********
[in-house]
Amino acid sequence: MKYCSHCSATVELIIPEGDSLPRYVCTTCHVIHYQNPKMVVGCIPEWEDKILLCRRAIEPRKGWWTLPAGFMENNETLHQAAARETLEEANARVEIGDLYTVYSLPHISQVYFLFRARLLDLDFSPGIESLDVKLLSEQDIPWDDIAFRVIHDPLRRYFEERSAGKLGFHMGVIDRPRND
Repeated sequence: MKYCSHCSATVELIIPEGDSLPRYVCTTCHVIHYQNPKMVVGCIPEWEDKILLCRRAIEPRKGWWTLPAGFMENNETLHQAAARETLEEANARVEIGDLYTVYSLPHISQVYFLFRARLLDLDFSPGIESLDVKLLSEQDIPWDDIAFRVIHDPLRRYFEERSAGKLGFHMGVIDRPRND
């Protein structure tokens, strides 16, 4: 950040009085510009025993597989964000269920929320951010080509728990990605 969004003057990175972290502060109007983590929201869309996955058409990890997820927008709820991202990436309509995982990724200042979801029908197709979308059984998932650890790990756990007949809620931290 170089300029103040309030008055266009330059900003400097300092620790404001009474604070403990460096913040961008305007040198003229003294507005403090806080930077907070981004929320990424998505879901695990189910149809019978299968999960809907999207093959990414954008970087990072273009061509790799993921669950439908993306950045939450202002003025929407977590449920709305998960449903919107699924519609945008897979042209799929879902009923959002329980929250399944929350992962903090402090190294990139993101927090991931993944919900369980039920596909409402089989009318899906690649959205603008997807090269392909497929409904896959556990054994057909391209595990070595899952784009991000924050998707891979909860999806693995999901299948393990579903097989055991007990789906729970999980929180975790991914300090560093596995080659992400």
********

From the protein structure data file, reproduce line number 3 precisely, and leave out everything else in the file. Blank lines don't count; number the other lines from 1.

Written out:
Repeated sequence: MKYCSHCSATVELIIPEGDSLPRYVCTTCHVIHYQNPKMVVGCIPEWEDKILLCRRAIEPRKGWWTLPAGFMENNETLHQAAARETLEEANARVEIGDLYTVYSLPHISQVYFLFRARLLDLDFSPGIESLDVKLLSEQDIPWDDIAFRVIHDPLRRYFEERSAGKLGFHMGVIDRPRND